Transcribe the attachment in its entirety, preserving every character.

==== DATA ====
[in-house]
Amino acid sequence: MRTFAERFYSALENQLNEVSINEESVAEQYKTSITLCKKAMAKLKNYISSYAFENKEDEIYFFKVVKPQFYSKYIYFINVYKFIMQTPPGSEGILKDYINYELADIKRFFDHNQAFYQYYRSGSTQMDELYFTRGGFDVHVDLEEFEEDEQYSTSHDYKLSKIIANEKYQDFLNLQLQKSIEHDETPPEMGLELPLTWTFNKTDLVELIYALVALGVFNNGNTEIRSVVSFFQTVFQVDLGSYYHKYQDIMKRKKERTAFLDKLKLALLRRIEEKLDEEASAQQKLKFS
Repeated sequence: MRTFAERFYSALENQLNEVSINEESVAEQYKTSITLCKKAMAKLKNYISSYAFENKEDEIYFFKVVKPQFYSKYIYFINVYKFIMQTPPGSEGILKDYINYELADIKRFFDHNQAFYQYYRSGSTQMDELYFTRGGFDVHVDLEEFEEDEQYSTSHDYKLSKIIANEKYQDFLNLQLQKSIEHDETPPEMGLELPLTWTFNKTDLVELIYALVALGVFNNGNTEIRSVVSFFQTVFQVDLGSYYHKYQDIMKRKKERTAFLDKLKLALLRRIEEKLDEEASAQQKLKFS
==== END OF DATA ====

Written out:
[in-house]
Amino acid sequence: MRTFAERFYSALENQLNEVSINEESVAEQYKTSITLCKKAMAKLKNYISSYAFENKEDEIYFFKVVKPQFYSKYIYFINVYKFIMQTPPGSEGILKDYINYELADIKRFFDHNQAFYQYYRSGSTQMDELYFTRGGFDVHVDLEEFEEDEQYSTSHDYKLSKIIANEKYQDFLNLQLQKSIEHDETPPEMGLELPLTWTFNKTDLVELIYALVALGVFNNGNTEIRSVVSFFQTVFQVDLGSYYHKYQDIMKRKKERTAFLDKLKLALLRRIEEKLDEEASAQQKLKFS
Repeated sequence: MRTFAERFYSALENQLNEVSINEESVAEQYKTSITLCKKAMAKLKNYISSYAFENKEDEIYFFKVVKPQFYSKYIYFINVYKFIMQTPPGSEGILKDYINYELADIKRFFDHNQAFYQYYRSGSTQMDELYFTRGGFDVHVDLEEFEEDEQYSTSHDYKLSKIIANEKYQDFLNLQLQKSIEHDETPPEMGLELPLTWTFNKTDLVELIYALVALGVFNNGNTEIRSVVSFFQTVFQVDLGSYYHKYQDIMKRKKERTAFLDKLKLALLRRIEEKLDEEASAQQKLKFS